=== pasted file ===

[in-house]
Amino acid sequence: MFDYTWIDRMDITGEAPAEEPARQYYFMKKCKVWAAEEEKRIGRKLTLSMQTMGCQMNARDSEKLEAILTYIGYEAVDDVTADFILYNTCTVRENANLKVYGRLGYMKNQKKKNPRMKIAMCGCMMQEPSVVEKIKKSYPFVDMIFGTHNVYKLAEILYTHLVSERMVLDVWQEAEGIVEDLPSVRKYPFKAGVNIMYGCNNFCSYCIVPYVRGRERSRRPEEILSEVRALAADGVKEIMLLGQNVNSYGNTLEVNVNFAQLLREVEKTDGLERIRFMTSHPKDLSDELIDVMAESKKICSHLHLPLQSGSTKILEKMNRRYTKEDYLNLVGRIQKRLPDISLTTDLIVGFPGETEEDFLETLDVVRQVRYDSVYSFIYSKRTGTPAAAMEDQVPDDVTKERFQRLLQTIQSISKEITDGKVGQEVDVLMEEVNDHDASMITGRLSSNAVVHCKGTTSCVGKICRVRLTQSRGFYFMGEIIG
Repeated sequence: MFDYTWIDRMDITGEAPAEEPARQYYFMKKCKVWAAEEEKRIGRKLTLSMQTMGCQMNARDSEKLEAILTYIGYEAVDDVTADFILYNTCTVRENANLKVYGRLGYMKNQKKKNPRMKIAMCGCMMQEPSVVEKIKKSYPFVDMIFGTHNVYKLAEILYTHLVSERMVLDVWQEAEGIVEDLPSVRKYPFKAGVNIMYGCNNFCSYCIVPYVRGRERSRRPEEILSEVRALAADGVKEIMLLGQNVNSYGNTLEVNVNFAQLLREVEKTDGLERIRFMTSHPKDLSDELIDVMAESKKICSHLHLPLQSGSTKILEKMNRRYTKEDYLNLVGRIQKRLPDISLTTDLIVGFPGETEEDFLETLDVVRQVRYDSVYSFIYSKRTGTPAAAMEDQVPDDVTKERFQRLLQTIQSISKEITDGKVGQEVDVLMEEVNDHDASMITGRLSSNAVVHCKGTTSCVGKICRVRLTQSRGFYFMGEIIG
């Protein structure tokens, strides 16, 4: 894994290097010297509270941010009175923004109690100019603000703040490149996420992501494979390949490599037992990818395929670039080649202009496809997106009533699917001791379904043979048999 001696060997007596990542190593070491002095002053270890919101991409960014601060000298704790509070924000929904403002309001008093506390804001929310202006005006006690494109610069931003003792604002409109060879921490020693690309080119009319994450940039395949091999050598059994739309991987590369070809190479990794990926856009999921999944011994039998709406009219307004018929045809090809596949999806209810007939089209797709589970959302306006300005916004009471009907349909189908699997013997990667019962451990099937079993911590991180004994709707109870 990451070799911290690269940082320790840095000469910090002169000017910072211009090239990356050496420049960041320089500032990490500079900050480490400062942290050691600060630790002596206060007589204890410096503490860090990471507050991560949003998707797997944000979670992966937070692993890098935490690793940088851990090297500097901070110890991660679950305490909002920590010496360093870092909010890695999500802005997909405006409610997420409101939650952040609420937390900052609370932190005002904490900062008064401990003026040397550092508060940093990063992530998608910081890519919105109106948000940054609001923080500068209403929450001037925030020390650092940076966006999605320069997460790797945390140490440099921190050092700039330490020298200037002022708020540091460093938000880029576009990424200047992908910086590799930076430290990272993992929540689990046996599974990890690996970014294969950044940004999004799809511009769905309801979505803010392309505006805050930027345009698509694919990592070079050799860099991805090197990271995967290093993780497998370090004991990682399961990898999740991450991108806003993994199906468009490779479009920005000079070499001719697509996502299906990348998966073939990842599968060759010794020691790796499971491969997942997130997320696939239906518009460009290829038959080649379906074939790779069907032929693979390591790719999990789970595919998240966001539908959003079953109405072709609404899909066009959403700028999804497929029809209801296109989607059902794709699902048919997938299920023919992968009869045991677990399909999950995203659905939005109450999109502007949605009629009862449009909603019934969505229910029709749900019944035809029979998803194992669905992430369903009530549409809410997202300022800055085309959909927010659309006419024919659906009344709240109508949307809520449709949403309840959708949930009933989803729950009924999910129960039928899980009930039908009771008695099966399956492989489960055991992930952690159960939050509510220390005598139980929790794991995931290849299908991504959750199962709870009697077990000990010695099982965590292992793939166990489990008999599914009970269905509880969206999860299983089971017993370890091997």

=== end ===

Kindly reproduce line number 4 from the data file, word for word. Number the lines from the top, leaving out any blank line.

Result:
């Protein structure tokens, strides 16, 4: 894994290097010297509270941010009175923004109690100019603000703040490149996420992501494979390949490599037992990818395929670039080649202009496809997106009533699917001791379904043979048999 001696060997007596990542190593070491002095002053270890919101991409960014601060000298704790509070924000929904403002309001008093506390804001929310202006005006006690494109610069931003003792604002409109060879921490020693690309080119009319994450940039395949091999050598059994739309991987590369070809190479990794990926856009999921999944011994039998709406009219307004018929045809090809596949999806209810007939089209797709589970959302306006300005916004009471009907349909189908699997013997990667019962451990099937079993911590991180004994709707109870 990451070799911290690269940082320790840095000469910090002169000017910072211009090239990356050496420049960041320089500032990490500079900050480490400062942290050691600060630790002596206060007589204890410096503490860090990471507050991560949003998707797997944000979670992966937070692993890098935490690793940088851990090297500097901070110890991660679950305490909002920590010496360093870092909010890695999500802005997909405006409610997420409101939650952040609420937390900052609370932190005002904490900062008064401990003026040397550092508060940093990063992530998608910081890519919105109106948000940054609001923080500068209403929450001037925030020390650092940076966006999605320069997460790797945390140490440099921190050092700039330490020298200037002022708020540091460093938000880029576009990424200047992908910086590799930076430290990272993992929540689990046996599974990890690996970014294969950044940004999004799809511009769905309801979505803010392309505006805050930027345009698509694919990592070079050799860099991805090197990271995967290093993780497998370090004991990682399961990898999740991450991108806003993994199906468009490779479009920005000079070499001719697509996502299906990348998966073939990842599968060759010794020691790796499971491969997942997130997320696939239906518009460009290829038959080649379906074939790779069907032929693979390591790719999990789970595919998240966001539908959003079953109405072709609404899909066009959403700028999804497929029809209801296109989607059902794709699902048919997938299920023919992968009869045991677990399909999950995203659905939005109450999109502007949605009629009862449009909603019934969505229910029709749900019944035809029979998803194992669905992430369903009530549409809410997202300022800055085309959909927010659309006419024919659906009344709240109508949307809520449709949403309840959708949930009933989803729950009924999910129960039928899980009930039908009771008695099966399956492989489960055991992930952690159960939050509510220390005598139980929790794991995931290849299908991504959750199962709870009697077990000990010695099982965590292992793939166990489990008999599914009970269905509880969206999860299983089971017993370890091997």